First Australian pregnancy from embryos monitored with new time lapse imaging technology
Australia's first pregnancy has been achieved from embryos that have been monitored and filmed using the next generation time lapse digital imaging technology at Melbourne IVF laboratories, part of Virtus Health.
The technology, EmbryoScope+ by Vitrolife, allows scientists and clinicians to carefully monitor and review the development of embryos at any point in time. The time-lapse technology allows the detection of which embryos are developing abnormally, and therefore less likely to establish a pregnancy.
"The imaging technology is second to none,” says Professor David Gardner, Scientific Advisor at Melbourne IVF, one of the centres of Australia’s largest fertility provider Virtus Health.
“Not only is the EmbryoScope an excellent incubator, it also provides exquisite detail of embryo development revealing how much more we have to learn about an embryo’s potential,” he said.
“I've spent over 30 years studying human embryo development and this technology accelerates our ability to help patients. It allows us to literally see the embryo with new eyes, and identify different patterns of embryo development that have previously gone undetected,” said Professor Gardner internationally renowned clinical embryologist, highly acclaimed researcher and educator in the field of reproductive medicine.
Embryoscope+ combines an incubator with a substantially higher resolution camera and computer software to automatically capture more focussed images of an embryo up to every seven minutes. Exceptional quality time lapse imagery provides accurate, magnified data tracking an embryo’s development.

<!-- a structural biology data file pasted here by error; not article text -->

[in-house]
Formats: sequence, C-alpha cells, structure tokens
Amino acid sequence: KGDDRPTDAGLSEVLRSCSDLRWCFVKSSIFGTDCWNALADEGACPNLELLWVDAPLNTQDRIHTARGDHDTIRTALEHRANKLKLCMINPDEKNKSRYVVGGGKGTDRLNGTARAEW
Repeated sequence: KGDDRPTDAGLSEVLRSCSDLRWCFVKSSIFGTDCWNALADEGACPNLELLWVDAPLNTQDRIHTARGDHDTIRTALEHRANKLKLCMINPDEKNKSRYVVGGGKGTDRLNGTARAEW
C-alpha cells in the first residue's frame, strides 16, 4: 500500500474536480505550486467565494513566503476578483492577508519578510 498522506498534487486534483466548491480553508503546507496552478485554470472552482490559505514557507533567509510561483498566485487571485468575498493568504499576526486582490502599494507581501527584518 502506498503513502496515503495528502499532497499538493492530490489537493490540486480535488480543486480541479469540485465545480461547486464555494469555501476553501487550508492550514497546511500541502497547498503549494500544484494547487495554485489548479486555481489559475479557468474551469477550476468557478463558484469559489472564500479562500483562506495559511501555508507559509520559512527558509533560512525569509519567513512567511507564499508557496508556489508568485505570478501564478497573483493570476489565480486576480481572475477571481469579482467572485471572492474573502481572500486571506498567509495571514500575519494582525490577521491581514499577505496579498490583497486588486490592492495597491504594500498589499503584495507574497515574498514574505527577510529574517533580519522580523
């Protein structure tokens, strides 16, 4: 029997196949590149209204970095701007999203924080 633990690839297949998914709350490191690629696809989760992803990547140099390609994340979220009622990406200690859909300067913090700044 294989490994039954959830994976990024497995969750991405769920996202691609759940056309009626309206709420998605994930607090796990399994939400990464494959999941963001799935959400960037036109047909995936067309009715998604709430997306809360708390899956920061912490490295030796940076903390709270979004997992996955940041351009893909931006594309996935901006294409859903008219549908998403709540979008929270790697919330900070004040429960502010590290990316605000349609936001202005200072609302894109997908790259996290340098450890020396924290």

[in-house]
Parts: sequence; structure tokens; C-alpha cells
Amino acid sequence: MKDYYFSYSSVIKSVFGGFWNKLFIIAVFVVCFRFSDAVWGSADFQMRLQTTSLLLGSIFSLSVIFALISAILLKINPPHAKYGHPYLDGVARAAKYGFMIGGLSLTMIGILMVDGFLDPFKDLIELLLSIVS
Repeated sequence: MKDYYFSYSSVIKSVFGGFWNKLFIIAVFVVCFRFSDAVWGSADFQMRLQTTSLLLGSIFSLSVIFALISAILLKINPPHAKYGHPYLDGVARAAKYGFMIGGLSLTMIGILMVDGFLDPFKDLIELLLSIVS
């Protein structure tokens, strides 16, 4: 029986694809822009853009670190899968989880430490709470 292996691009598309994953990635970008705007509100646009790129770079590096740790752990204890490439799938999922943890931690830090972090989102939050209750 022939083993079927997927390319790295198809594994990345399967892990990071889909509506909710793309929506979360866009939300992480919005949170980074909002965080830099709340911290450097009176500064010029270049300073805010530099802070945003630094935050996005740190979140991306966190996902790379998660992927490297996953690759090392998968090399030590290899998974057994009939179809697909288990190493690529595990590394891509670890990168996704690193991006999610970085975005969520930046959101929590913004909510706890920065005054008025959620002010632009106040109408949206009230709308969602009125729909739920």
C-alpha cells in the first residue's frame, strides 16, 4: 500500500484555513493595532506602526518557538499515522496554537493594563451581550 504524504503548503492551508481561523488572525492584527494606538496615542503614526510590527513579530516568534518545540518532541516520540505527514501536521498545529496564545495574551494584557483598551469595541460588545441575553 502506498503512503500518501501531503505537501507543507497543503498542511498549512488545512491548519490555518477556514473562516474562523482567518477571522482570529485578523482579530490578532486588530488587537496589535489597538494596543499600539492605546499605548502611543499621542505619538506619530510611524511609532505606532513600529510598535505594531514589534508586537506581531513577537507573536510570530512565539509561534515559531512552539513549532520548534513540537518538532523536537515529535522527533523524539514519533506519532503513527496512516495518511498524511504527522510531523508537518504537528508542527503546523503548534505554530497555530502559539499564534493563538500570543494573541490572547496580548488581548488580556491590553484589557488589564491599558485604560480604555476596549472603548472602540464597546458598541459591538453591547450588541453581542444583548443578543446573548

"The continuous recording of embryo development is extremely valuable,” says Professor Gardner.
Identification of abnormal embryo development in the incubator will allow clinicians to decide whether there is need for preimplantation genetic screening, or whether the embryo does not warrant transfer to the patient.
Professor Gardner has made significant contributions to the international field of reproductive medicine pioneering the development and clinical introduction of blastocyst culture and grading, which has transformed how the majority of human in vitro fertilisation cases are performed with use of the 'Gardner scale'.
"We are committed to improving pregnancy rates and it is extremely reassuring to see how far technology is advancing in order to provide our patients with the best chance they have of establishing a family." he says.
Numerous studies confirm embryo development quality and neonatal safety in the Embryoscope+ incubator due to the constant monitoring and measurement of the environment within which the embryos are developing, which is complemented by the digital imagery. In Standard IVF practise, embryos are placed in a specially controlled incubator and removed once a day to examine embryo quality to determine the best possible candidate which will result in a live birth. However these evaluation checks mean that the embryos must be taken from their optimal development conditions.